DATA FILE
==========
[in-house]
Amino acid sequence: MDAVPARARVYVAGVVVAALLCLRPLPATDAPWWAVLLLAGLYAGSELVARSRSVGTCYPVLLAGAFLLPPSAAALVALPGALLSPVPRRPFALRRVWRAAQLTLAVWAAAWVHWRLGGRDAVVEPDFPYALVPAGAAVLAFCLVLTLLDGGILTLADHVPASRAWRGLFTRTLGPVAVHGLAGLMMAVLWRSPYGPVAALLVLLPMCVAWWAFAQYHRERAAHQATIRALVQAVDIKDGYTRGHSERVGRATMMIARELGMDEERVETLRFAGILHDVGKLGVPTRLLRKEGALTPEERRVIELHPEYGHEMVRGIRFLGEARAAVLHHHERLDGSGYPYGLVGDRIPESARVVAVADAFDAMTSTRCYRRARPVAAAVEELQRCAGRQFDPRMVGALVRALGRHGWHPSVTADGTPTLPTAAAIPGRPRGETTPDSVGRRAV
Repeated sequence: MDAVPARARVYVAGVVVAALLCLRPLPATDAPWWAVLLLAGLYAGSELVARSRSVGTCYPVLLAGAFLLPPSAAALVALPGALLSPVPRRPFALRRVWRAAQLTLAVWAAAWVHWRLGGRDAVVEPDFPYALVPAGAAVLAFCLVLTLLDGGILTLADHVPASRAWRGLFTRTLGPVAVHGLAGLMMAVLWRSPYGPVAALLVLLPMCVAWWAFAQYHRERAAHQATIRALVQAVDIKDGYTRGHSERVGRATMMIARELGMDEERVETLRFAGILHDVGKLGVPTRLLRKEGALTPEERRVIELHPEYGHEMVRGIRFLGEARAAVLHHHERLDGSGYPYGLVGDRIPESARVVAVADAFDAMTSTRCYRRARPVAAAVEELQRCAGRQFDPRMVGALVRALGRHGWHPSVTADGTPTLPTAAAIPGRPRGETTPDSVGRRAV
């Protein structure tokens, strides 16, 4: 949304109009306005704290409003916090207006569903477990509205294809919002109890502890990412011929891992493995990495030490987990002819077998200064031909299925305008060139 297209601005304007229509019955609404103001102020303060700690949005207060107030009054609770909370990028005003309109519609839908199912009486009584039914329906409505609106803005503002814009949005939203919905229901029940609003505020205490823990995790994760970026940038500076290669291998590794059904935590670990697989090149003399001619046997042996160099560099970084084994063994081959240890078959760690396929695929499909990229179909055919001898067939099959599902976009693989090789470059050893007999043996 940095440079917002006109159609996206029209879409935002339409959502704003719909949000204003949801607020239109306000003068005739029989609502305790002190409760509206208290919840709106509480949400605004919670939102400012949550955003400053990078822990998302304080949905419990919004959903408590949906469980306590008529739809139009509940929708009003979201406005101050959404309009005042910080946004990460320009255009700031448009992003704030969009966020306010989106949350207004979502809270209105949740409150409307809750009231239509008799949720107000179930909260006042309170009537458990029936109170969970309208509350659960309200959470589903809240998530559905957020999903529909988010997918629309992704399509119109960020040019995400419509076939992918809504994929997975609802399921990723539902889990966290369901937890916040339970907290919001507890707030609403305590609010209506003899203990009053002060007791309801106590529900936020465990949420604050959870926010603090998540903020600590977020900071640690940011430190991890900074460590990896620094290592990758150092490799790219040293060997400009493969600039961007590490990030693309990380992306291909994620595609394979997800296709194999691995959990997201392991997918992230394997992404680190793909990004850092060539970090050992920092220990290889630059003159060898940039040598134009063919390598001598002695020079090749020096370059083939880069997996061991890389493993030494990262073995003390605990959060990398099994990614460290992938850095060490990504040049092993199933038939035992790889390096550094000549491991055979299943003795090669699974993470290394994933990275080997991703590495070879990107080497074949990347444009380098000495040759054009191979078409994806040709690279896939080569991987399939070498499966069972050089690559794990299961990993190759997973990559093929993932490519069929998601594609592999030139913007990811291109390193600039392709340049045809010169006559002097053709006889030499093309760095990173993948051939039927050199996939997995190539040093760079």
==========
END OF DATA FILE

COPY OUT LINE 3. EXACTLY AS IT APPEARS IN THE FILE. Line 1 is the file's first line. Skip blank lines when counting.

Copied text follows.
Repeated sequence: MDAVPARARVYVAGVVVAALLCLRPLPATDAPWWAVLLLAGLYAGSELVARSRSVGTCYPVLLAGAFLLPPSAAALVALPGALLSPVPRRPFALRRVWRAAQLTLAVWAAAWVHWRLGGRDAVVEPDFPYALVPAGAAVLAFCLVLTLLDGGILTLADHVPASRAWRGLFTRTLGPVAVHGLAGLMMAVLWRSPYGPVAALLVLLPMCVAWWAFAQYHRERAAHQATIRALVQAVDIKDGYTRGHSERVGRATMMIARELGMDEERVETLRFAGILHDVGKLGVPTRLLRKEGALTPEERRVIELHPEYGHEMVRGIRFLGEARAAVLHHHERLDGSGYPYGLVGDRIPESARVVAVADAFDAMTSTRCYRRARPVAAAVEELQRCAGRQFDPRMVGALVRALGRHGWHPSVTADGTPTLPTAAAIPGRPRGETTPDSVGRRAV